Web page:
N.J. Psychologist's Licence Revoked In Malpractice Case

A prominent New Jersey psychologist has had her license revoked by the state Board of Psychological Examiners following evidence of malpractice in dealing with a three-year old child at the centre of a contentious divorce case.    The board acted on a recommendation by the state Administrative Law Judge Edith Klinger who ruled in July that Dr. Marsha Kleinman had deliberately manipulated interview sessions with the child to make it appear that she had been sexually abused by her father.    The ruling follows an initial complaint that had been laid against Dr. Kleinman in 2007 by the state Attorney General's office. 

Marsha Kleinman's professional involvement with the case began in 2003 when she was assigned by a family court judge to work with the then-three-year old client during a divorce and custody hearing.  Following a verbal report by the child's mother that the father had sexually abused the child, Dr. Kleinman carried out a series of  weekly therapy sessions between 2003 and 2004 in  which she reportedly attempted to manipulate the child into admitting abuse.    During the videotape evidence of the sessions spent with the child  presented during Dr. Kleinman's trial, the child was repeatedly pressed to admit the abuse and was even bribed to do so with the threat of withholding toys. 

Since the first complaint against Dr. Kleinman came though, other parents have also come forward accusing the therapist of implanting false memories in children and otherwise manipulating children into making allegations that have been used as testimony in abuse cases.  Some parents (primarily fathers) accused Kleinman of being responsible for adverse legal decisions that cost them custody, and even access, to their own children.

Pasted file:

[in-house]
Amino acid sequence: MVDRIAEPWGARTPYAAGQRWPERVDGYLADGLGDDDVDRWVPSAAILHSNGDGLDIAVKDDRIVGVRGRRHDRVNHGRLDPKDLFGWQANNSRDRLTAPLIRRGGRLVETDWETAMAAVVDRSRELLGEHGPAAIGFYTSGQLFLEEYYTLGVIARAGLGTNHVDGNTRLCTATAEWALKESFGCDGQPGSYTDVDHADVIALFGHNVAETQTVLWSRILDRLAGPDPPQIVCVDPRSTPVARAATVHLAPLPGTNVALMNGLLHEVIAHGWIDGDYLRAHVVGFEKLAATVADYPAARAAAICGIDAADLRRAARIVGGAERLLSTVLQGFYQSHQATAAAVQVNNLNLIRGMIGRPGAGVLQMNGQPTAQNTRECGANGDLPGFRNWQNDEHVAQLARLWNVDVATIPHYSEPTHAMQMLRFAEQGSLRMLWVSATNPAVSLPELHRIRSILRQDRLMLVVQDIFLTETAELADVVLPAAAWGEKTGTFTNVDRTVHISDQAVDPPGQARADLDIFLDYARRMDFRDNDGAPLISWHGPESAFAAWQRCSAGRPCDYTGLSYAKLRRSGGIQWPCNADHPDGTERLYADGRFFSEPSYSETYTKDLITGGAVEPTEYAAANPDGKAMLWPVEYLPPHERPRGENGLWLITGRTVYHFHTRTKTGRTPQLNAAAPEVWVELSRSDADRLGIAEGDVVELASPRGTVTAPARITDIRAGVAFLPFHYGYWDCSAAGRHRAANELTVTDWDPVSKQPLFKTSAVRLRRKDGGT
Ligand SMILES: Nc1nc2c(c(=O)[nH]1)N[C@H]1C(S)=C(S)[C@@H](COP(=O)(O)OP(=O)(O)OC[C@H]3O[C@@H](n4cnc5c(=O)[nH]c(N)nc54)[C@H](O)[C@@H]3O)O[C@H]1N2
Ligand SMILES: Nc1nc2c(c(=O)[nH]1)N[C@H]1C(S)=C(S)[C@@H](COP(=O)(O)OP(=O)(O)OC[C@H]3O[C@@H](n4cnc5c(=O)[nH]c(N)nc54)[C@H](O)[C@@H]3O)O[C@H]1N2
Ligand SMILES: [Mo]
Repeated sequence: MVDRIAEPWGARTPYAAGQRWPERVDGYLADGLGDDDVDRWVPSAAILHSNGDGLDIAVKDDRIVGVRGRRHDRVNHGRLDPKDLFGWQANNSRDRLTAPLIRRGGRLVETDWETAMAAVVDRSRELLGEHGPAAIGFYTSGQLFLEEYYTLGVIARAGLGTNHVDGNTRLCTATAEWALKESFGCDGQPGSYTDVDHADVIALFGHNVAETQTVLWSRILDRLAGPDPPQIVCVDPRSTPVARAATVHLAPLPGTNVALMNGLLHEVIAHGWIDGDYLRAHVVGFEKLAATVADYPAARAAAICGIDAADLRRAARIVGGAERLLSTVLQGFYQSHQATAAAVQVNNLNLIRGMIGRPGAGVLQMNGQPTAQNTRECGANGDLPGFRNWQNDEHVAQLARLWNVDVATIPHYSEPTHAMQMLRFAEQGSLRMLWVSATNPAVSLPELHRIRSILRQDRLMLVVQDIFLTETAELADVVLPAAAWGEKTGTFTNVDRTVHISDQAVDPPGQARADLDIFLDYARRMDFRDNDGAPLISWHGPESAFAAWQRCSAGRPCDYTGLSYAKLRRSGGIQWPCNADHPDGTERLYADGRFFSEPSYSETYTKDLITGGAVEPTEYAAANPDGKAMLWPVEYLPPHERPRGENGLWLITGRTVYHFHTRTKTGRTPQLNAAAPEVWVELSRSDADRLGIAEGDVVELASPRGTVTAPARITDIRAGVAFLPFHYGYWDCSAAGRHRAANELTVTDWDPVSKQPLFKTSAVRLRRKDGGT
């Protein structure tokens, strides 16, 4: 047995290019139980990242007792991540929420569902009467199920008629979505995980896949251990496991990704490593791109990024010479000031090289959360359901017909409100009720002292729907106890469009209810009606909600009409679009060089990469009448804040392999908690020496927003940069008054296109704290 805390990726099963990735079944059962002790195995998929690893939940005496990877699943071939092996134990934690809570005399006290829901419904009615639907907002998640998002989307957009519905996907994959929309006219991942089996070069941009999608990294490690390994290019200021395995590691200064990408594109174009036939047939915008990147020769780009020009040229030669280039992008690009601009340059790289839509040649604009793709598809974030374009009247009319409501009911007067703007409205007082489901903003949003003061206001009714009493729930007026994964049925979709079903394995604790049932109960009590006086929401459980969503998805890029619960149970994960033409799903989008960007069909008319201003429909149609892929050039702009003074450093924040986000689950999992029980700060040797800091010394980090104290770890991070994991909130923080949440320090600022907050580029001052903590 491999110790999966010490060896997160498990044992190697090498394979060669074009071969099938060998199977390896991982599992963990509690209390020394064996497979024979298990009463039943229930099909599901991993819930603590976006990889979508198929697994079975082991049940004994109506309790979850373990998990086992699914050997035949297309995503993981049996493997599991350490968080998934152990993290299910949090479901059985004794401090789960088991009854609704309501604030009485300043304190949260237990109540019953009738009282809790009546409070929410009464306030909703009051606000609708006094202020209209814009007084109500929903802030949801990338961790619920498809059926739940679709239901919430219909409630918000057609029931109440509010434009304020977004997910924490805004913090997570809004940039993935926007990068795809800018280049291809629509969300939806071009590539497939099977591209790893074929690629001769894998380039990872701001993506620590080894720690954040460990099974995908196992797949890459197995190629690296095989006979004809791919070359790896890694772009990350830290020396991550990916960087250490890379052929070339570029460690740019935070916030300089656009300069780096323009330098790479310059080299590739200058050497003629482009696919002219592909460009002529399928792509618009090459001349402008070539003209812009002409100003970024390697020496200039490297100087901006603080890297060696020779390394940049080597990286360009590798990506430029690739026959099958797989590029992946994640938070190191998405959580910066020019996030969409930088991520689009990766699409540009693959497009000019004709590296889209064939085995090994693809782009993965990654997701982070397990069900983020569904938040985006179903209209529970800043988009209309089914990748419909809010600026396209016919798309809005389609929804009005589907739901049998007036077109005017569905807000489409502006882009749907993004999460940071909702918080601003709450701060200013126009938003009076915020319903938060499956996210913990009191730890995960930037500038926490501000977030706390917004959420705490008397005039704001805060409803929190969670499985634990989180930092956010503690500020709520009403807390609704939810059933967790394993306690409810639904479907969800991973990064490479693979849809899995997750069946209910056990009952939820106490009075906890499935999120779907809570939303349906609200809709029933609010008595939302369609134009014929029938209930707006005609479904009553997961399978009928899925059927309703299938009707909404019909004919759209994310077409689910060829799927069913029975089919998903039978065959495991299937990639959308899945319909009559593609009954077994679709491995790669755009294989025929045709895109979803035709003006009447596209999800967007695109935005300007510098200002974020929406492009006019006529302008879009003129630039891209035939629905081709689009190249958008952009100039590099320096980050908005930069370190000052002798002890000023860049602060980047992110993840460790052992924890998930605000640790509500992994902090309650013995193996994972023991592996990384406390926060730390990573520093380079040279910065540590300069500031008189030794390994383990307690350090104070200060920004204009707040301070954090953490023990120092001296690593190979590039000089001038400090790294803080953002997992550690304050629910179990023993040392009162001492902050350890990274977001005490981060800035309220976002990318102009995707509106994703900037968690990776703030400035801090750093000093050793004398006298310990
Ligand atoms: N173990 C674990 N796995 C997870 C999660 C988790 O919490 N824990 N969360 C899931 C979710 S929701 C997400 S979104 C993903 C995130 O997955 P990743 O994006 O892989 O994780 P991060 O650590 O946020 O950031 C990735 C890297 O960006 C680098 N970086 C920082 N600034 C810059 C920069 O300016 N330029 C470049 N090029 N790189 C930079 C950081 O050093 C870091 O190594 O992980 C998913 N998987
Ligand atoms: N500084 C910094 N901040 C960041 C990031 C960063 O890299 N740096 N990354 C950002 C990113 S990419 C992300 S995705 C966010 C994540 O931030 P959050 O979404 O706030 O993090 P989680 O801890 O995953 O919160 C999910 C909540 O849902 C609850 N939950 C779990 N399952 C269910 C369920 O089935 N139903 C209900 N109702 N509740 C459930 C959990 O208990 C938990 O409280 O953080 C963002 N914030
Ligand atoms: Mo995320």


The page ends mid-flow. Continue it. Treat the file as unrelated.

In making her ruling, Judge Klinger stated that Dr. Kleinman "engaged in gross and repeated malpractice" and that she exploited the child's trust and used her relationship with the client to poison her relationship with her father.    As well, though  no investigation was carried out by police or child protection workers, the allegations of abuse that Dr. Kleinman attempted to extract from her client might well have been used as evidence against the father.    Given that Dr. Kleinman had frequently served as an expert witness in child abuse cases, Judge Klinger concluded that Dr. Kleinman "must not be allowed to engage in course of action with another child."

Dr. Kleinman continues to deny the charges and maintains that she is a dedicated professional whose only motivation is to protect abused children.   In an online statement, she places much of the blame for the legal decision on "Father's rights groups".   She particularly focused on the New Jersey Council for Children's Rights which she accused of filing multiple complaints against her to overwhelm the Board and "and create a false impression that the licensee has done something wrong".    She also accused the Council of launching a smear campaign against her and applying political pressure on the state Attorney General's office to lay a complaint against her.

For their part, fathers' rights groups such as Fathers and Families, welcome the legal decision against Dr. Kleinman.  In one public statement, Dr. Kleinman is referred to as "the bane of fathers in the Garden State and the go-to shrink for every mother who wanted to cut the dad out of their children’s lives.  Put simply, Kleinman has apparently never seen a child who hasn’t been sexually abused by its father.  And if there’s no evidence of abuse, Kleinman could be relied on to manufacture some."   

With the ruling against Marsha Kleinman, her role in numerous other custody cases will likely come  under intense scrutiny.   Given that she has acted as a forensic expert in custody cases for more than three decades, the legal fallout is likely to be considerable.

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